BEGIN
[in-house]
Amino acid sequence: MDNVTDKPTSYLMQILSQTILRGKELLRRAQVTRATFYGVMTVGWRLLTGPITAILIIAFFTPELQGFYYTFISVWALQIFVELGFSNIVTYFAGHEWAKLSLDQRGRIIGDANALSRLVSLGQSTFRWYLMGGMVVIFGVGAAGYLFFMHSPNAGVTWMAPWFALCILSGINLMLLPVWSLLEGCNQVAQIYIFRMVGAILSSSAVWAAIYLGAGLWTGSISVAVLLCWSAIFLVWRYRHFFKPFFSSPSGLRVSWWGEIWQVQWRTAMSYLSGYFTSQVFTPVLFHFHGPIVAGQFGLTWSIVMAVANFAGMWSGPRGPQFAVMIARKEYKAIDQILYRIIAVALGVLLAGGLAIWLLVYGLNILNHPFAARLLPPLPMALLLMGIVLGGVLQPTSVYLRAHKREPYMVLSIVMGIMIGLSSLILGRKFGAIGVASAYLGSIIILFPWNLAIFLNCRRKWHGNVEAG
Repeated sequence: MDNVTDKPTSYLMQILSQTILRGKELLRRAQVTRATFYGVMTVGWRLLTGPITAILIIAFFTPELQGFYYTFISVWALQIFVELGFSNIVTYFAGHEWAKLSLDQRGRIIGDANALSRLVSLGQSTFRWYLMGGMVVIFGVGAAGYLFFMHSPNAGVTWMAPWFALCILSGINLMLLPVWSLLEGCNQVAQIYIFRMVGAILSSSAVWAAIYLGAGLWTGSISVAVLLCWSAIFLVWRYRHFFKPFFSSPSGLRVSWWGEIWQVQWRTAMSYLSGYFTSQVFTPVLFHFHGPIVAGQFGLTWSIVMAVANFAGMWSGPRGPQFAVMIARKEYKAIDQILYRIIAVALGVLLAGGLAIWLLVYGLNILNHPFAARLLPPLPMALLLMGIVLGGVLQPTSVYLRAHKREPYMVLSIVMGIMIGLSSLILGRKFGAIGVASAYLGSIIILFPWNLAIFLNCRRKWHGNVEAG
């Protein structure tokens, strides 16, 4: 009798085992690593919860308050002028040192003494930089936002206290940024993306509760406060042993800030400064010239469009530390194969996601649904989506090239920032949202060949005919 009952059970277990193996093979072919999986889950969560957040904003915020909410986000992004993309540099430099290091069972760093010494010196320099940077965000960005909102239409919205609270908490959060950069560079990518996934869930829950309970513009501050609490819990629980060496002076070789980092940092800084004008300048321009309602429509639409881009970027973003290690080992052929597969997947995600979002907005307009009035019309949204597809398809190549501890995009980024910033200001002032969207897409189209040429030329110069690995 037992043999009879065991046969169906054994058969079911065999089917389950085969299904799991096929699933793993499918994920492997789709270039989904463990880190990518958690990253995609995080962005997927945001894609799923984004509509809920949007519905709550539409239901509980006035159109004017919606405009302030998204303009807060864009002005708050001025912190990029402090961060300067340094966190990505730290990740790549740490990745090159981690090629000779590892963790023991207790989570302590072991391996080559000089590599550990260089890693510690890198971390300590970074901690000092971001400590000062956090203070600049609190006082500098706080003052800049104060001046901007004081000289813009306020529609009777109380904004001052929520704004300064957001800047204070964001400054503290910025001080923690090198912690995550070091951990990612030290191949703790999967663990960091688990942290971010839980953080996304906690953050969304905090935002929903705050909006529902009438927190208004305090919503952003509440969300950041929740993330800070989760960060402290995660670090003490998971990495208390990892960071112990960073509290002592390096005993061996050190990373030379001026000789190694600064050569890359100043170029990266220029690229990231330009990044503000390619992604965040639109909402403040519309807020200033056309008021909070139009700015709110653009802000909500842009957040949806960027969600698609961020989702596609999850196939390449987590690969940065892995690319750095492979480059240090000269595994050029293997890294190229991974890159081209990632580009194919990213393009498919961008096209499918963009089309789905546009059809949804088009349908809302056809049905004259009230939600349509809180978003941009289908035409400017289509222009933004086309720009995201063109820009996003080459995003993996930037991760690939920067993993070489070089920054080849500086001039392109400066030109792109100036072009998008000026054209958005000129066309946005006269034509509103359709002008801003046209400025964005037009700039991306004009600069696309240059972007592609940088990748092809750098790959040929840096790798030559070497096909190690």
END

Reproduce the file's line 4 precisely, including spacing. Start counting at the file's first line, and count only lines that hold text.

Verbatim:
């Protein structure tokens, strides 16, 4: 009798085992690593919860308050002028040192003494930089936002206290940024993306509760406060042993800030400064010239469009530390194969996601649904989506090239920032949202060949005919 009952059970277990193996093979072919999986889950969560957040904003915020909410986000992004993309540099430099290091069972760093010494010196320099940077965000960005909102239409919205609270908490959060950069560079990518996934869930829950309970513009501050609490819990629980060496002076070789980092940092800084004008300048321009309602429509639409881009970027973003290690080992052929597969997947995600979002907005307009009035019309949204597809398809190549501890995009980024910033200001002032969207897409189209040429030329110069690995 037992043999009879065991046969169906054994058969079911065999089917389950085969299904799991096929699933793993499918994920492997789709270039989904463990880190990518958690990253995609995080962005997927945001894609799923984004509509809920949007519905709550539409239901509980006035159109004017919606405009302030998204303009807060864009002005708050001025912190990029402090961060300067340094966190990505730290990740790549740490990745090159981690090629000779590892963790023991207790989570302590072991391996080559000089590599550990260089890693510690890198971390300590970074901690000092971001400590000062956090203070600049609190006082500098706080003052800049104060001046901007004081000289813009306020529609009777109380904004001052929520704004300064957001800047204070964001400054503290910025001080923690090198912690995550070091951990990612030290191949703790999967663990960091688990942290971010839980953080996304906690953050969304905090935002929903705050909006529902009438927190208004305090919503952003509440969300950041929740993330800070989760960060402290995660670090003490998971990495208390990892960071112990960073509290002592390096005993061996050190990373030379001026000789190694600064050569890359100043170029990266220029690229990231330009990044503000390619992604965040639109909402403040519309807020200033056309008021909070139009700015709110653009802000909500842009957040949806960027969600698609961020989702596609999850196939390449987590690969940065892995690319750095492979480059240090000269595994050029293997890294190229991974890159081209990632580009194919990213393009498919961008096209499918963009089309789905546009059809949804088009349908809302056809049905004259009230939600349509809180978003941009289908035409400017289509222009933004086309720009995201063109820009996003080459995003993996930037991760690939920067993993070489070089920054080849500086001039392109400066030109792109100036072009998008000026054209958005000129066309946005006269034509509103359709002008801003046209400025964005037009700039991306004009600069696309240059972007592609940088990748092809750098790959040929840096790798030559070497096909190690």